Atelophobia vs. Perfectionism

While atelophobia is similar to perfectionism in some ways, it’s not exactly the same thing. These are some of the differences:

  • Mental health condition

  • Fear of making a mistake or being imperfect

  • Primarily driven by fear of failure

  • Physical and emotional symptoms of anxiety and panic

  • Interferes with daily functioning

  • Personality trait

  • Tendency to strive for flawlessness

  • Primarily driven by search for excellence

  • Not as debilitating and all-consuming as atelophobia

  • Not as severe in intensity as atelophobia

Diagnosing Atelophobia

If the atelophobia is strong enough to cause frequent problems in your work or relationships, or simply a lot of mental anguish, you should get evaluated by a mental health professional who specializes in treating anxiety, says Dr. Daramus.

The diagnostic process may involve:

  • Medical history: Your healthcare provider will require a detailed personal and family medical history.
  • Clinical interview: Your healthcare provider will conduct an interview that will cover the symptoms you’re facing, the situations that trigger it, and how the condition is affecting your life.
  • Health tests: Your healthcare provider may perform or prescribe other tests or scans in order to rule out other health conditions.

Treatment for Atelophobia

Treatment for atelophobia can involve therapy, and in more severe cases, medication.


These are some of the types of therapy that can help, according to Dr. Daramus:

  • Exposure therapy: Exposure therapy can help treat phobias. It is designed to carefully expose you to the situation you fear until you’re not scared of it anymore. A therapist who specializes in exposure therapy can help you gradually get used to making mistakes, thinking about them, discussing them out loud, and accepting them.
  • Cognitive-behavioral therapy (CBT): Cognitive-behavioral therapy can help correct problematic thought processes that contribute to the phobia. For instance, instead of thinking “If I make a mistake while doing this task, I will not be loveable anymore,” you can teach yourself to think “I deserve to be loved for who I am and my value doesn’t depend on how well I do this task.”
  • Mindfulness: Mindfulness can help you manage anxiety. By helping you stay grounded in the present, mindfulness exercises can help you cut off the spiral of distressing and fearful thoughts in your head. For instance, when you start to feel anxious, simply naming five things that you can see, smell, hear, taste, and touch can help take your mind off the anxiety.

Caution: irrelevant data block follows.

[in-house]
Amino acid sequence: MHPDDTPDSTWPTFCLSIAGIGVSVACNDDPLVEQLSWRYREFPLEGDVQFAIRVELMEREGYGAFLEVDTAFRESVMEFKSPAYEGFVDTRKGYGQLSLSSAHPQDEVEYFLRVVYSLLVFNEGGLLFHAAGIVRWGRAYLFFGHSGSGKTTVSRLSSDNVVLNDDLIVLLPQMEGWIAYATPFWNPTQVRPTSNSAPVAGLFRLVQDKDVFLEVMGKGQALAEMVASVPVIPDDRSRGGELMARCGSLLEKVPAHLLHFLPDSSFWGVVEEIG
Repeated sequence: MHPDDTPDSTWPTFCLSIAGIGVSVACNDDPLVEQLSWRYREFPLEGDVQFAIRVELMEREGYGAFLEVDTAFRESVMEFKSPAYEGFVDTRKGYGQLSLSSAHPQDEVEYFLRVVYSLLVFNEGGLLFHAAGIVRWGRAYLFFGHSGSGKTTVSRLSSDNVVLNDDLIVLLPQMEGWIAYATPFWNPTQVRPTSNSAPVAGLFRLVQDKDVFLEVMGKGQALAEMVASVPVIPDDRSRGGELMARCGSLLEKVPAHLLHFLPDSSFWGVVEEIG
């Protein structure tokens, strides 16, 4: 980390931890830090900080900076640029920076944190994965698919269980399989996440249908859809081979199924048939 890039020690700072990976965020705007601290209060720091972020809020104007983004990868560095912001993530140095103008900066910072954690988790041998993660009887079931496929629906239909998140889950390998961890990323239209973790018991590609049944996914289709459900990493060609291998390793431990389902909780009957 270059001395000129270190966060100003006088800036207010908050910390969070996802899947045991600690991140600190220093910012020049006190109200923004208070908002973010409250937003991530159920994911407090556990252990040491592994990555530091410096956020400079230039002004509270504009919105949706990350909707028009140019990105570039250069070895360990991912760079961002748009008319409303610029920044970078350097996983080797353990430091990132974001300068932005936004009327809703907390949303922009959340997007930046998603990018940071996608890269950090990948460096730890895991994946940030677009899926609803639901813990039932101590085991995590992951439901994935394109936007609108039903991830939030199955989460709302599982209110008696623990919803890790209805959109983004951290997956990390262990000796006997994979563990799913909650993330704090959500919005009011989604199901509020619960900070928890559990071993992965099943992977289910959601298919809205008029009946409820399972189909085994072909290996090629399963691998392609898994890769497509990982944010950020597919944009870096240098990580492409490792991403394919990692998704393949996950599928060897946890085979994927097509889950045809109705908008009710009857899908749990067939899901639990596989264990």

If you experience debilitating symptoms of anxiety or depression, your healthcare provider may prescribe medications such as antidepressants, anti-anxiety medications, or sedatives to help. 

How to Cope With Atelophobia

Dr. Daramus suggests some coping strategies that can help you cope with atelophobia:

  • Get used to making mistakes: Slowly, gently get used to the idea of making mistakes. Start by letting yourself make small mistakes that have no consequences. Work your way up to accepting bigger mistakes.
  • Find ways to calm yourself: Use meditation, mindfulness, a hard workout, or a favorite playlist to help you calm perfectionistic urges and tolerate imperfections.
  • Leave toxic situations: If you only experience atelophobia in one situation, like at work for example, the best coping strategy is to find a way out of the toxic situation.
  • Build a support system: Create a support system of people who you can share your fears with and whom you can count on to give you emotional validation, love, and care that is not conditional on how well you do something.
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Verywell Mind uses only high-quality sources, including peer-reviewed studies, to support the facts within our articles. Read our editorial process to learn more about how we fact-check and keep our content accurate, reliable, and trustworthy.
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By Sanjana Gupta
Sanjana is a health writer and editor. Her work spans various health-related topics, including mental health, fitness, nutrition, and wellness.